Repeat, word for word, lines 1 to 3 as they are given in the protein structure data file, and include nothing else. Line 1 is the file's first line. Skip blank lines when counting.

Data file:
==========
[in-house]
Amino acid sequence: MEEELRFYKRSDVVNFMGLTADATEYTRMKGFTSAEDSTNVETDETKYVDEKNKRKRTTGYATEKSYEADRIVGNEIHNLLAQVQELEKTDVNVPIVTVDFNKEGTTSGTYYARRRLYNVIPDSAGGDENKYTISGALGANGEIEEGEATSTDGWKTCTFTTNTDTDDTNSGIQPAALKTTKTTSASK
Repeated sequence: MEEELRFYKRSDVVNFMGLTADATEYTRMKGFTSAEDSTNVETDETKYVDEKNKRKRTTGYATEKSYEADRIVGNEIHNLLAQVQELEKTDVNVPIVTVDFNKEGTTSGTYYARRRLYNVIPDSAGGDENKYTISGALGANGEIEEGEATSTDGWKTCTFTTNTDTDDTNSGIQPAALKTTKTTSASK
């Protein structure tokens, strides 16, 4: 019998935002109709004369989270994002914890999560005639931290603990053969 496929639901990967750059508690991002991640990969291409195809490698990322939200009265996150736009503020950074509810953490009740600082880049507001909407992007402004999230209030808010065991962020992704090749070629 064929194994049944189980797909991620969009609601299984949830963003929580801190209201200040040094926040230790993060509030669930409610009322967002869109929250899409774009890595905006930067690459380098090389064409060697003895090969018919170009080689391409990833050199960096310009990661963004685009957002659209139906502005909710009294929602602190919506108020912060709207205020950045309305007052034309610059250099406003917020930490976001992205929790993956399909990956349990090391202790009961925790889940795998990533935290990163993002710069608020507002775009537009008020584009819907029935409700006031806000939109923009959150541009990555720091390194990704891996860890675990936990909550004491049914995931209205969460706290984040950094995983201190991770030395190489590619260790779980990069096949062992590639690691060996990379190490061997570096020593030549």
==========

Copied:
[in-house]
Amino acid sequence: MEEELRFYKRSDVVNFMGLTADATEYTRMKGFTSAEDSTNVETDETKYVDEKNKRKRTTGYATEKSYEADRIVGNEIHNLLAQVQELEKTDVNVPIVTVDFNKEGTTSGTYYARRRLYNVIPDSAGGDENKYTISGALGANGEIEEGEATSTDGWKTCTFTTNTDTDDTNSGIQPAALKTTKTTSASK
Repeated sequence: MEEELRFYKRSDVVNFMGLTADATEYTRMKGFTSAEDSTNVETDETKYVDEKNKRKRTTGYATEKSYEADRIVGNEIHNLLAQVQELEKTDVNVPIVTVDFNKEGTTSGTYYARRRLYNVIPDSAGGDENKYTISGALGANGEIEEGEATSTDGWKTCTFTTNTDTDDTNSGIQPAALKTTKTTSASK